Video: Jasmin Vardimon’s Yesterday
Jasmin Vardimon started her promising dance career right here in Israel, performing with the Kibbutz Contemporary Dance Company while venturing into choreography. In 1995, she won the “On the Way to London” competition for young choreographers, which was sponsored by the Suzanne Dellal Center and the British Council – and shortly afterwards, she found herself headed to Europe and, indeed, on the way to London. There, in 1997, she burst onto the British dance scene with her company, originally titled Zbang and now known as the Jasmin Vardimon Company (JVC).
By all accounts, Vardimon has achieved an extraordinary level of success. She was an Associate Artist at The Place in 1998 and a Yorkshire Dance Partner from 1999-2005, and she is currently an Artistic Associate at Sadler’s Wells. Over the course of her career, she has received awards for her artistry in both Israel and England, and she has also created works for a variety of dance companies internationally.
While Vardimon’s company hasn’t toured to Israel until now, the buzz about her choreography was loud enough to reach my ears from England. And after talking to her partner, dramaturge, and set designer Guy Bar-Amotz a few weeks ago, I’m even more excited than ever to finally see Vardimon’s Yesterday when it opens at the Herzliya Performing Arts Center tonight. Yesterday runs through Friday in Herzliya and will then travel to Haifa and Jerusalem so that audiences around the country can catch a glimpse of Vardimon’s greatness.
For more on what makes Vardimon’s work so uniquely striking, read my preview below, which was first published in the Jerusalem Post as “Mixing art, dance and life.” You can also check out my full interview with Guy Bar-Amotz here on Dance In Israel.
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Mixing Art, Dance, and Life
“I think the real art is the one that mixes all [the disciplines],” declares Guy Bar-Amotz. This belief – and a singular talent for fusing art forms – has made the England-based Bar-Amotz a prominent figure in Israeli and international art circles. Bar-Amotz is best known for innovative sound installations, and he has also experimented with dance performances in museums. His current project, which is scheduled for a solo show in Tel Aviv at Rothschild 69 next year, centers on three talking robots who follow a theatrical script written by Bar-Amotz.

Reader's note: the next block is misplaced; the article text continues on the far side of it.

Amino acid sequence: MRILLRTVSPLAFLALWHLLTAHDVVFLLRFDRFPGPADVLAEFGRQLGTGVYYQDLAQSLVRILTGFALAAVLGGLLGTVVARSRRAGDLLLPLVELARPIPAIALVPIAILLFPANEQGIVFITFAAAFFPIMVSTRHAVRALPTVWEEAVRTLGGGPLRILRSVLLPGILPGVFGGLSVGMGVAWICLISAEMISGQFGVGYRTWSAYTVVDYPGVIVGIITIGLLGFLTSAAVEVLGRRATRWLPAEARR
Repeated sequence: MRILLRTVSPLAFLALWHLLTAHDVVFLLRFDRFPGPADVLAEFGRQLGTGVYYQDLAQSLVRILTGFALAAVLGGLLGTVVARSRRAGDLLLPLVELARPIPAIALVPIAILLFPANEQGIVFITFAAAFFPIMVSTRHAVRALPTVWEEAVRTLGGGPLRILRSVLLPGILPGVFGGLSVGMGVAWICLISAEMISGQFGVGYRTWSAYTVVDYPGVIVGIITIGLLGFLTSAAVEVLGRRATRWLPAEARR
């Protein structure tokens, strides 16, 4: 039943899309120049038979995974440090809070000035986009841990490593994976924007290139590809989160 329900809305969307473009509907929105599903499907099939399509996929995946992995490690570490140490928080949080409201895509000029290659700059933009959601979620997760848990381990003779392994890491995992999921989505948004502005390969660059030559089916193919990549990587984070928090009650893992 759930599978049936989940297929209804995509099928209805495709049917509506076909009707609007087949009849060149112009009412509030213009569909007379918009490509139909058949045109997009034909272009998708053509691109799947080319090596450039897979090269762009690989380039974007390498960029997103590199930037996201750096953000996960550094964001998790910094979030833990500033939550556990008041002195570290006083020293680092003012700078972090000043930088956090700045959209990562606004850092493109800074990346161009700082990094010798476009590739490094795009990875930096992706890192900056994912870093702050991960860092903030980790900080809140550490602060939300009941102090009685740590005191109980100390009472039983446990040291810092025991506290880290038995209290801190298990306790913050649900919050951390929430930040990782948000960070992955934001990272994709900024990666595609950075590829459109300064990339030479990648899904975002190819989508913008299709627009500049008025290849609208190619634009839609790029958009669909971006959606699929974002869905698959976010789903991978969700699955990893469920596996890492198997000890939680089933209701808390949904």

But on this trip to Israel, Bar-Amotz is not exhibiting his own work. Instead, he’s here as the associate director and dramaturge for the Jasmin Vardimon Company, which is bringing the dance production Yesterday to Herzliya, Jerusalem, and Haifa.
Jasmin Vardimon’s Yesterday. Photo by Alastair Muir.
Bar-Amotz and Vardimon have been collaborating for well over a decade, since he was a student at Bezalel and she was an emerging choreographer here in Israel. Moving abroad in the mid-1990s, Bar-Amotz studied for his Masters of Fine Art and Vardimon established her company in England in 1997. As Vardimon honed her highly physical and deeply psychological style, she became one of the leading choreographers in England, and with Bar-Amotz by her side, she has developed one of the most visually striking, cutting-edge aesthetics in the world.
Asked about the nature of their collaboration, Bar-Amotz laughs, “Basically, we live together, so it’s naturally a mixture of everything, life mixed with art!” Sometimes, he notes, “Jasmin is working with me, advising me or doing some movement sequences or choreography for performances that I’m doing inside my own installation.” But when it comes to their work for the company, Bar-Amotz says it is Vardimon who comes with the vision. “My role is basically to do the artistic advising and to do the sets and to think about things that I don’t know how to do,” he remarks.
As a dramaturge, Bar-Amotz brings his background in the fine arts to his discussions with Vardimon and other designers involved in each project. His finely trained critical eye comes in handy for observing rehearsals and offering constructive feedback that pushes the work to the next level. “I see myself as the first audience,” Bar-Amotz explains. “We think when you’re making art – and this is also with my own practice – I don’t want to see the viewer as less than me. I treat them as if they are me and above . . . So I’m the viewer, basically, for Jasmin. And we’re doing the work for someone like me and better than me.”
While Bar-Amotz’s constant dialogue with Vardimon may help shape her choreography, it is his extraordinary set designs that are most clearly visible in her productions. “With the set,” he clarifies, “I’m trying to build a system, a technological and conceptual systematic arrangement, that’s not like making a decoration for the stage. It’s more like a tool; it’s more like a machine that the choreographer can use.”
Jasmin Vardimon’s Yesterday. Photo by Alastair Muir.
In Yesterday, Vardimon uses Bar-Amotz’s inventive machine to stunning effect. A backdrop shredded into vertical strips allows dancers to enter and exit the space and also doubles as a screen for real-time projections of the dancers, captured by cameras placed strategically onstage.
Live media and previously filmed footage abound in Yesterday, which was premiered for the company’s tenth anniversary and contains excerpts from several works in Vardimon’s rich repertory. Both the existing movement and video art have been creatively remixed, and the result, Bar-Amotz asserts, is that Yesterday “is really becoming a new piece.”
Since this is the company’s first tour to Israel, all of the recombined material in Yesterday will be brand-new to Israeli audiences. And while Bar-Amotz notes that Vardimon’s work is quite different from most Israeli dance, he thinks local crowds will love it. “[When] we tour in Germany and France, we can’t leave the stage,” he marvels. “I’m sure it will be the same with Israel.”